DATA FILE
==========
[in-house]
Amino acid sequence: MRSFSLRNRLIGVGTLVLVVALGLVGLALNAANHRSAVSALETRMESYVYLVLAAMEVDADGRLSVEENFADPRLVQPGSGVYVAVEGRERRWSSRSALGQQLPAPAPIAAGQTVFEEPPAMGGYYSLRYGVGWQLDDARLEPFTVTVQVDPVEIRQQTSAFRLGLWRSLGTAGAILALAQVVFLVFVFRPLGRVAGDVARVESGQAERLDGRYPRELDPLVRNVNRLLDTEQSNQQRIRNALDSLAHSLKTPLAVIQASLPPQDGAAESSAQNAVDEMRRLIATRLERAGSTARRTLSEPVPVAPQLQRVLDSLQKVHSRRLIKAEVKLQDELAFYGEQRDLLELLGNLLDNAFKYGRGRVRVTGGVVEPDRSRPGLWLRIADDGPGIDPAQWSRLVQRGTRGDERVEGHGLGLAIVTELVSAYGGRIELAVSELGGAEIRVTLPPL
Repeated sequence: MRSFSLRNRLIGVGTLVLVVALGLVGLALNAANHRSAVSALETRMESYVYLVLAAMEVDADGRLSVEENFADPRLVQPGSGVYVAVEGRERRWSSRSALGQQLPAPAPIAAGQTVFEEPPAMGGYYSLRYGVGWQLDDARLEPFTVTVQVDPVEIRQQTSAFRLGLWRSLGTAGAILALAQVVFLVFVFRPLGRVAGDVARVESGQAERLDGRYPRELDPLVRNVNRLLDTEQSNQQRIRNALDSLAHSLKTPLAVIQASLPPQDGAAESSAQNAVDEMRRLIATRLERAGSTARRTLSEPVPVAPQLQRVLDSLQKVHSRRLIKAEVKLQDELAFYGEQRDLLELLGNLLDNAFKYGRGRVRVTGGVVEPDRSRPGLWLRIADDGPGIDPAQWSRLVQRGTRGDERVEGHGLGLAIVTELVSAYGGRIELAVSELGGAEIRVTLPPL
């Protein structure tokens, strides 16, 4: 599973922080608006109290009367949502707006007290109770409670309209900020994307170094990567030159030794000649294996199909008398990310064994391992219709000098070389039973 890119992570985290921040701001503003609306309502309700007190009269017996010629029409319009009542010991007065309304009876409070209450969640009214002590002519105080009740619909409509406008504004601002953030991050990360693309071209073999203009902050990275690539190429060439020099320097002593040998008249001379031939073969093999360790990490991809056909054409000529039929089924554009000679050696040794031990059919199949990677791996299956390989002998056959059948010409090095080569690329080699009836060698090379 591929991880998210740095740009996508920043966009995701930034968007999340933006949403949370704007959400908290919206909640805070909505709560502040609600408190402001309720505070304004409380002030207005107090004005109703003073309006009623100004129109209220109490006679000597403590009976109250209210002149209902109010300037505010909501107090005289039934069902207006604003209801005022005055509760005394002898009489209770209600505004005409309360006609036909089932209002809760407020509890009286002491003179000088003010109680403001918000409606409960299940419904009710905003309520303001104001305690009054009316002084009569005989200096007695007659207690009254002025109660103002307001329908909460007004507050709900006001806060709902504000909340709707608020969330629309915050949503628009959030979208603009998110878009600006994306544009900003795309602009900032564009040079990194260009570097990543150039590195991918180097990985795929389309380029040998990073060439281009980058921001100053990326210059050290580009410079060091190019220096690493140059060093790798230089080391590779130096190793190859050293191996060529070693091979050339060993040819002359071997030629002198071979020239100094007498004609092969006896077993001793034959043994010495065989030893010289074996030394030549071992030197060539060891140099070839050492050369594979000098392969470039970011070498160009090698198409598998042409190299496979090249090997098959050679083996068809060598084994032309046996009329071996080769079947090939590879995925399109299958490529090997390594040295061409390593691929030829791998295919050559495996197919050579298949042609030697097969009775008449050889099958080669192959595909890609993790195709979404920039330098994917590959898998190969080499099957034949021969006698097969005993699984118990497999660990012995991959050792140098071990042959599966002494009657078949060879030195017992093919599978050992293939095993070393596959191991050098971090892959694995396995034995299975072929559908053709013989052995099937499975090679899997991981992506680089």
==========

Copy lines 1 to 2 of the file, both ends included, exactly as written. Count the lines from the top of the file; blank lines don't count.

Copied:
[in-house]
Amino acid sequence: MRSFSLRNRLIGVGTLVLVVALGLVGLALNAANHRSAVSALETRMESYVYLVLAAMEVDADGRLSVEENFADPRLVQPGSGVYVAVEGRERRWSSRSALGQQLPAPAPIAAGQTVFEEPPAMGGYYSLRYGVGWQLDDARLEPFTVTVQVDPVEIRQQTSAFRLGLWRSLGTAGAILALAQVVFLVFVFRPLGRVAGDVARVESGQAERLDGRYPRELDPLVRNVNRLLDTEQSNQQRIRNALDSLAHSLKTPLAVIQASLPPQDGAAESSAQNAVDEMRRLIATRLERAGSTARRTLSEPVPVAPQLQRVLDSLQKVHSRRLIKAEVKLQDELAFYGEQRDLLELLGNLLDNAFKYGRGRVRVTGGVVEPDRSRPGLWLRIADDGPGIDPAQWSRLVQRGTRGDERVEGHGLGLAIVTELVSAYGGRIELAVSELGGAEIRVTLPPL